Four years ago to the day I marched with 30,000 others  through the streets of Edinburgh in support of my country’s independence . Alas when the vote was held we were defeated by the forces of apathy and fear and our nation remains what the author John Steinbeck described in a conversation with President Kennedy as an unwon cause. It is my opinion that one of the key reasons for this is what some people refer as the Scottish cringe. You know the idea, that we alone of the nations on earth are too wee, too poor , and too stupid to run our own affairs. It is my considered opinion that this is a form of cultural oppression and this cringe is anything but Scottish. Indeed I believe it was in fact born in Westminster by those who are absolutely terrified to see Scotland become an independent nation namely the British establishment whose vested interests in our country be they economic or political make them and their all too willing servants  overtly hostile to our independence. It is for this reason that I have written this poem and given it the title The North British Cringe . I hope you enjoy the read. 

The North British Cringe 

We are told by the establishment and their friends in the press

Scotland is not oppressed 

Well if that the case 

why is Scotland’s population

which was a 1/3 of England’s at the formation of the United Kingdom 

now less than a 1/10 

they cringe when I tell them 

 there pro union argument makes no sense 

yet when we contest this notion we are scorned 

told we are idealistic but ill informed

but it’s our accusers who are deluded

the idea of not being oppressed because we’re Scots is misguided 

If you don’t believe me let’s look at the evidence 

we’ll start with the rough wooing in the period leading up to union 

When The Ailen Act was passed by a Westminster government 

determined to secure their unity at all costs

even their anthem talks about crushing rebellious Scots

then there was the banning of the Gaelic, the pipes, and the tartan after the 45

this is a ban unionists choose to ignore 

preferring to bang on empty drums about the sashes their fathers wore 

whilst never mentioning the privileges it brought them 

too many in Scotland are ignorant of our history 

so I’ll start by informing them 

that much to our disgrace 

this prohibition of our language, culture , and tradition did take place 

and wasn’t lifted until 1782

almost 40 years after Culloden 

if that wasn’t an attempt to keep us downtrodden I don’t know what is 

It was a deliberate attempt to show resistance was futile 

and the beginning of a campaign to keep Scotland in our place

the more fanatical sycophants

even tried have our country’s name wiped from existence

and replaced by North Britain 

I still believe this to be your career unionist’s wet dream 

but this girl from the schemes 

is wise to Westminster and there never never ending lies

whilst the truth cries tears at the endless myths and misconceptions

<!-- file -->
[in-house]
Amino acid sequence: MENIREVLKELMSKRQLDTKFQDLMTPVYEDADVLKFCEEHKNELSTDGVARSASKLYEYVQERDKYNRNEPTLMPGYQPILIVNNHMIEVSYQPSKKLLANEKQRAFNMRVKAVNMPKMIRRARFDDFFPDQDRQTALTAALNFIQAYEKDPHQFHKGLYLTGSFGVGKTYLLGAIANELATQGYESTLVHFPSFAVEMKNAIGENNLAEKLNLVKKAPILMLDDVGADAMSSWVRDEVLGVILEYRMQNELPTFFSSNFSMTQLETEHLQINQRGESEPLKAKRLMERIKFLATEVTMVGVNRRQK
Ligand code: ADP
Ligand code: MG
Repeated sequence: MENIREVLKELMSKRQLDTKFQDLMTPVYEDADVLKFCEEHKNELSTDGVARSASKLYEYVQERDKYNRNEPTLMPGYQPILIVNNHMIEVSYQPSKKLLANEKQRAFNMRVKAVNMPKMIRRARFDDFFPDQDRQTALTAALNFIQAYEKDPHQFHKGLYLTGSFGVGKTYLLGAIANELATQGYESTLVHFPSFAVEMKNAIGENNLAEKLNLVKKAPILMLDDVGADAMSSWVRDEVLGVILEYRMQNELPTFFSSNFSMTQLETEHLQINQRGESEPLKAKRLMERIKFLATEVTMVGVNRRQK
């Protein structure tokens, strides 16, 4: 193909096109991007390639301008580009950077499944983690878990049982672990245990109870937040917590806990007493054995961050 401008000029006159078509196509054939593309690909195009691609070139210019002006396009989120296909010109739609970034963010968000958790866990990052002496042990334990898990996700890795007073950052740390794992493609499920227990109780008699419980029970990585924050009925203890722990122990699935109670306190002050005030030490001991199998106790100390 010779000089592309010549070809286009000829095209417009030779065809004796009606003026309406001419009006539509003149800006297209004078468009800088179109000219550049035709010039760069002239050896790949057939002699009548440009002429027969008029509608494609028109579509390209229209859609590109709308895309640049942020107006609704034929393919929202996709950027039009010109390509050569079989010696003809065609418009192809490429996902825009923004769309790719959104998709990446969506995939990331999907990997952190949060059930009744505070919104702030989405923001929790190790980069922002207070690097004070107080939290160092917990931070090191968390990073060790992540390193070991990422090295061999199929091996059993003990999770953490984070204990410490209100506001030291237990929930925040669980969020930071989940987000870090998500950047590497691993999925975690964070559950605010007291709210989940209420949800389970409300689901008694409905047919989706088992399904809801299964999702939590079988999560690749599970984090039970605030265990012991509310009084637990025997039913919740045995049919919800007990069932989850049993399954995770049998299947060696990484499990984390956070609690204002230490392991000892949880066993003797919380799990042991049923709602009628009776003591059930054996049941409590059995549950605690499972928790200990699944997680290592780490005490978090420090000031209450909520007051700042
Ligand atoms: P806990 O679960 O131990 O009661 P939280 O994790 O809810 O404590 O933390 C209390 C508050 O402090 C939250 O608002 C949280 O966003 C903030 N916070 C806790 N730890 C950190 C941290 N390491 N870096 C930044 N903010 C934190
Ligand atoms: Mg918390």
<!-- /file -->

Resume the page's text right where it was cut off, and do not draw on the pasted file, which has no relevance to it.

their parties will use to gain votes at election time 

these practioners of the dark arts 

are well versed when it comes to the crimes of  deception and duplicity 

as we can see when they use their carefully worded propaganda

they fraudulently call British history 

this has been manufactured in the interests of the elite 

by their friendly Oxbridge historians

I afford them no credibility especially the Tory ones 

the hope and glory brigade

 who will claim we played a part in shaping the new world and the politics of empire 

and maybe we did but not in the way they would have you believe

you see there was no voluntary migration to Canada in 1773

In the real world this has another name

It was called the clearances 

as tens of thousands of families were evicted from their land 

to make way for sheep 

yet you dare to tell me we are not oppressed 

I weep when I think of the martyrs of Tolpuddle 

or the massacre at Peterloo 

but I do so in an international context

 as I ask with respect 

why I was taught about these events at school

rather than the Paisley mill girls 

or the fact that Scottish radicals 

were executed by cold hearted killers 

for demanding independence in 1820

these facts are hidden from our young 

just in case knowing them, might turn them against this precious union

the myth that took centuries to build

by those skilled in the art of the cringe 

the 90 minute patriots who claim we can’t possibly be oppressed 

as we are allowed to wear kilts

and support our national football team 

though when I remind them we can’t watch Scotland games on TV

I am told I am fanatical SNP

and unpatriotic to Britain

they make fools of themselves 

by going on about British highlands , whisky, and bridges

and saying that by being allowed to vote 

we can’t possibly be undermined in a way 

this is the garbage spouted by those Proud Scots 

 who read The Daily Mail , watch EastEnders and Match of the Day 

the ignorance of these people astounds me and suggests 

they know nothing of the place they are ashamed to call home 

and that’s the way they need it to stay 

they ignore the fact that their Westminster masters can’t stand them